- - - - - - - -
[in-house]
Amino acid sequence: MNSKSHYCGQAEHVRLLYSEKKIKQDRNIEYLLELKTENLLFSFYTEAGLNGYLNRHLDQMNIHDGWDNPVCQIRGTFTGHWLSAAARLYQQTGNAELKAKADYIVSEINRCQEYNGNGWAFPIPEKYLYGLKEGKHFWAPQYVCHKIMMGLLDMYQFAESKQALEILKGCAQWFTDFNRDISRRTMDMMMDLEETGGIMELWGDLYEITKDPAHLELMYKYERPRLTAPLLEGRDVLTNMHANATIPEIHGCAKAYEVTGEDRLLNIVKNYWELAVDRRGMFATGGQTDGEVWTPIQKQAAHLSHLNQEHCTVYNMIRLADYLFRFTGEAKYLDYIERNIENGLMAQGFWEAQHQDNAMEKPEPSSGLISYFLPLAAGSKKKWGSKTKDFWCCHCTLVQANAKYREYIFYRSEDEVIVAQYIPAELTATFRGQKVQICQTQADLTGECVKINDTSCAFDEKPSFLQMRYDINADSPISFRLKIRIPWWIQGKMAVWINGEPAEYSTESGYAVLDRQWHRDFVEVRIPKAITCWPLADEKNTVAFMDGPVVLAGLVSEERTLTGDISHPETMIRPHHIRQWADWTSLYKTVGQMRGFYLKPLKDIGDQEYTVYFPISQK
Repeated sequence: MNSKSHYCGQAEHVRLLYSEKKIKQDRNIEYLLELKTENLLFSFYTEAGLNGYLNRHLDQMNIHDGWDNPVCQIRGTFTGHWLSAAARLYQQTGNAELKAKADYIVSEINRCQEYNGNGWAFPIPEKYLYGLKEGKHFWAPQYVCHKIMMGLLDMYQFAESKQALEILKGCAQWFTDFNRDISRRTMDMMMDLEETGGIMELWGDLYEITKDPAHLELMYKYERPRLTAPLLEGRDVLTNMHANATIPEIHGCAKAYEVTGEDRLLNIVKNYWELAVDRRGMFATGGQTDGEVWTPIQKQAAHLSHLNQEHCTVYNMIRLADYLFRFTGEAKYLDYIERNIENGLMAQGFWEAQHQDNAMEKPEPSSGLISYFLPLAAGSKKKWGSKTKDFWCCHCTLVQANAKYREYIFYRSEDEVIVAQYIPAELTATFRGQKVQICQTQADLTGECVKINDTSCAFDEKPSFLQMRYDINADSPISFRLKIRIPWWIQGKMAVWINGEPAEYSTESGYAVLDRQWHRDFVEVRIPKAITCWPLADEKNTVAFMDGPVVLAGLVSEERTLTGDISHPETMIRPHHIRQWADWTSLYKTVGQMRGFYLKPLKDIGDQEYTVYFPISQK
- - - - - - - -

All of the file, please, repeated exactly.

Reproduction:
[in-house]
Amino acid sequence: MNSKSHYCGQAEHVRLLYSEKKIKQDRNIEYLLELKTENLLFSFYTEAGLNGYLNRHLDQMNIHDGWDNPVCQIRGTFTGHWLSAAARLYQQTGNAELKAKADYIVSEINRCQEYNGNGWAFPIPEKYLYGLKEGKHFWAPQYVCHKIMMGLLDMYQFAESKQALEILKGCAQWFTDFNRDISRRTMDMMMDLEETGGIMELWGDLYEITKDPAHLELMYKYERPRLTAPLLEGRDVLTNMHANATIPEIHGCAKAYEVTGEDRLLNIVKNYWELAVDRRGMFATGGQTDGEVWTPIQKQAAHLSHLNQEHCTVYNMIRLADYLFRFTGEAKYLDYIERNIENGLMAQGFWEAQHQDNAMEKPEPSSGLISYFLPLAAGSKKKWGSKTKDFWCCHCTLVQANAKYREYIFYRSEDEVIVAQYIPAELTATFRGQKVQICQTQADLTGECVKINDTSCAFDEKPSFLQMRYDINADSPISFRLKIRIPWWIQGKMAVWINGEPAEYSTESGYAVLDRQWHRDFVEVRIPKAITCWPLADEKNTVAFMDGPVVLAGLVSEERTLTGDISHPETMIRPHHIRQWADWTSLYKTVGQMRGFYLKPLKDIGDQEYTVYFPISQK
Repeated sequence: MNSKSHYCGQAEHVRLLYSEKKIKQDRNIEYLLELKTENLLFSFYTEAGLNGYLNRHLDQMNIHDGWDNPVCQIRGTFTGHWLSAAARLYQQTGNAELKAKADYIVSEINRCQEYNGNGWAFPIPEKYLYGLKEGKHFWAPQYVCHKIMMGLLDMYQFAESKQALEILKGCAQWFTDFNRDISRRTMDMMMDLEETGGIMELWGDLYEITKDPAHLELMYKYERPRLTAPLLEGRDVLTNMHANATIPEIHGCAKAYEVTGEDRLLNIVKNYWELAVDRRGMFATGGQTDGEVWTPIQKQAAHLSHLNQEHCTVYNMIRLADYLFRFTGEAKYLDYIERNIENGLMAQGFWEAQHQDNAMEKPEPSSGLISYFLPLAAGSKKKWGSKTKDFWCCHCTLVQANAKYREYIFYRSEDEVIVAQYIPAELTATFRGQKVQICQTQADLTGECVKINDTSCAFDEKPSFLQMRYDINADSPISFRLKIRIPWWIQGKMAVWINGEPAEYSTESGYAVLDRQWHRDFVEVRIPKAITCWPLADEKNTVAFMDGPVVLAGLVSEERTLTGDISHPETMIRPHHIRQWADWTSLYKTVGQMRGFYLKPLKDIGDQEYTVYFPISQK